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Net Treasures

Discussion in 'Chit Chat' started by skip.knox, Jul 8, 2020.

  1. skip.knox

    skip.knox toujours gai, archie Moderator

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    Net Treasures #2 doesn't have much to do with writing, which is why I post here in Chit Chat, but it's one of my favorite net treasures. It's Andrew Rogers' guitar tab collection, strictly for you old folks and anyone with a bit of musical nostalgia.

    Andrew Rogers' Guitar Tabs

    Rogers published his tabs in the golden age of the Internet, back when it wasn't really monetized and people were eager to share. He created tabs for hundreds of songs and simply posted them for the benefit and enjoyment of other musicians. His tabs

    And for just a taste of how appreciated he is among musicians, https://www.thegearpage.net/board/index.php?threads/remembering-the-tablature-king-andrew-rogers.1805203/
     
  2. I learned SO many songs from his tabs in the 90's. Still have a few of them printed out in folders around here I'm sure. :)

    Ahhh, I miss those days skip. Altavista, Netscape, Angelfire sites, the Geocities "neighborhoods", web-rings, early online game rooms, fandom sites and really, the best of the internet all before big money took over. Rogers' tabs were a treasure to many musicians and open mic-ers.

    And I saw recently that Lycos is STILL around!
     
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  3. skip.knox

    skip.knox toujours gai, archie Moderator

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    >the best of the internet all before big money took over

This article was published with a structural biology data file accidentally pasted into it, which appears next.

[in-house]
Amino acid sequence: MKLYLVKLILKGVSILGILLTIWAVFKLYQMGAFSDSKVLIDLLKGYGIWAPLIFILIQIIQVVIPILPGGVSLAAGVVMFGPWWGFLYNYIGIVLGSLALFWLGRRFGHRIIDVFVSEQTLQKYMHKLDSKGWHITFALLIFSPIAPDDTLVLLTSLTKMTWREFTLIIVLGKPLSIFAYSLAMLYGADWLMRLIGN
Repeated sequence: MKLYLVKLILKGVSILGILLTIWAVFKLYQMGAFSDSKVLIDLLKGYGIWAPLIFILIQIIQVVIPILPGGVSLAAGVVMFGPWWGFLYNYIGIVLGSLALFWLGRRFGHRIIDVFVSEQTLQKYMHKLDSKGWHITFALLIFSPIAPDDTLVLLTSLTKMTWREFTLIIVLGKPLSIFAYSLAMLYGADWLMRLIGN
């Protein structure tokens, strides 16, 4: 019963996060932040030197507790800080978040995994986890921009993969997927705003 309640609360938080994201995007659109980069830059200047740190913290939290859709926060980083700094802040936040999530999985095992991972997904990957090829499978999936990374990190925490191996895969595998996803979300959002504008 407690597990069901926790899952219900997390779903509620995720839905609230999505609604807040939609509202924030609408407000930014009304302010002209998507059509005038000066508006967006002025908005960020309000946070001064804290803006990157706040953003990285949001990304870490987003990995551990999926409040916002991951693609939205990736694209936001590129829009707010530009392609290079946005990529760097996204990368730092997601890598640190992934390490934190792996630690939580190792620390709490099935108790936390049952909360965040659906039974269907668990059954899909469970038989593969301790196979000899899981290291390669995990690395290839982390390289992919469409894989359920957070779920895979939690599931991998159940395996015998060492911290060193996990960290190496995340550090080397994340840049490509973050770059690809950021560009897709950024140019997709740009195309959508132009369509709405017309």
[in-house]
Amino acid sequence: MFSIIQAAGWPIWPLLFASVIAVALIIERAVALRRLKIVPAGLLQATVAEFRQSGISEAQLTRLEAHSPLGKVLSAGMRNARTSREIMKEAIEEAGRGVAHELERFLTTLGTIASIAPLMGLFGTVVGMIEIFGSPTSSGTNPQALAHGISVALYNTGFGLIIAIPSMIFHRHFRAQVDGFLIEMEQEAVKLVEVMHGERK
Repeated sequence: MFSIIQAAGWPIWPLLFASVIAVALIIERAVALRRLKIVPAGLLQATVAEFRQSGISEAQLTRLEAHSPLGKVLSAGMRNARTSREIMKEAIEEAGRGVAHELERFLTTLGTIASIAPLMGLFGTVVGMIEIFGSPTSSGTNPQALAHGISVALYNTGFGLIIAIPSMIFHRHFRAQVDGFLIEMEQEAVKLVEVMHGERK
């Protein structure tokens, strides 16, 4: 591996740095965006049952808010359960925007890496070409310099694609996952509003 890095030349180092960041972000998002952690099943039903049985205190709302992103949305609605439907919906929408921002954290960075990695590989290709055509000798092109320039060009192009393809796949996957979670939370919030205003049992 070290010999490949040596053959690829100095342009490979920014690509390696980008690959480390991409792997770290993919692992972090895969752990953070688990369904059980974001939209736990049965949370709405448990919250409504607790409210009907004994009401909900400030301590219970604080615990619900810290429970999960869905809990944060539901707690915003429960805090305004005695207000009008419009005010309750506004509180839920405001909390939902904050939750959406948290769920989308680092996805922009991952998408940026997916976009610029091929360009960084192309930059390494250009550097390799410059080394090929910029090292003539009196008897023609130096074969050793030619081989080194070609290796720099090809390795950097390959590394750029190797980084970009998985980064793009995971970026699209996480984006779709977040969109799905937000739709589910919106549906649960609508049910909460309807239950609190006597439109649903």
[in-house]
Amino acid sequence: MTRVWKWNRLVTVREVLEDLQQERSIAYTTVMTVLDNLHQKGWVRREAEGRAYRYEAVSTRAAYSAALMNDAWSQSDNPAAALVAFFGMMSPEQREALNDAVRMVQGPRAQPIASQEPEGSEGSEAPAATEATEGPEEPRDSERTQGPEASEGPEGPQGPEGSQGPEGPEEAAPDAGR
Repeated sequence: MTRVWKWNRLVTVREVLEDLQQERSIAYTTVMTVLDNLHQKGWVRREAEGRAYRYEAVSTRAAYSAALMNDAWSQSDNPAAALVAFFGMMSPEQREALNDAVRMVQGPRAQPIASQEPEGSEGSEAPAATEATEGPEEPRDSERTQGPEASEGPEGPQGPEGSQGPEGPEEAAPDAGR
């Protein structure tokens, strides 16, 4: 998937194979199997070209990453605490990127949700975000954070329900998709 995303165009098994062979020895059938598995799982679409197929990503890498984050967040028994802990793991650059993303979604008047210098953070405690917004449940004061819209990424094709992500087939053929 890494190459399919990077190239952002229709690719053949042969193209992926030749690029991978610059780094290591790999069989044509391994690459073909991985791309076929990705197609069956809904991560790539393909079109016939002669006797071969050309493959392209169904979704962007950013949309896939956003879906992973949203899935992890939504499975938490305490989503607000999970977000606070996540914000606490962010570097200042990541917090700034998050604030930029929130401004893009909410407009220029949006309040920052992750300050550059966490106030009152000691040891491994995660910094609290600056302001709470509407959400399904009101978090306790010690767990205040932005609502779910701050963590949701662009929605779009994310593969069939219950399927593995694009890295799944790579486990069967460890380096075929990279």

Yep. In my own field of history, there was a flowering of projects with professors putting all sorts of academic materials online. Few of those have survived, but Paul Halsall's Internet Sourcebook persists at Fordham, and De Re Militari has managed to do more than just survive. Many others have vanished with the retirement of their founder, or have been scooped up by quasi-commercial entities at put behind paywalls. *sigh*
     
  4. skip.knox

    skip.knox toujours gai, archie Moderator

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    Reaver likes this.
  5. skip.knox

    skip.knox toujours gai, archie Moderator

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    Net Treasures #1b
    Pilgrims have traveled to Jerusalem since at least the 4th century, and have been recording their experience ever since. A number of these accounts have survived and were collected by a 19th century group called the Palestine Pilgrims' Text Society. It makes for a huge collection. Here is just a sample, the account written by Felix Fabri in the 15th century.
    The library of the Palestine Pilgrims' Text Society : Palestine Pilgrims' Text Society, London : Free Download, Borrow, and Streaming : Internet Archive
    If you look at the bottom of that page, you'll find links to other accounts. Some of these are thin and dull, others quite colorful. Reading medieval texts can be a chore, but for those willing to do a bit of wading (and maybe a few deep dives) you'll find much that is rewarding in this huge collection.

    BTW, it's #1b because it's a sub-set of the whole Internet Archive collection of texts. I'll have a few others down the road.
     
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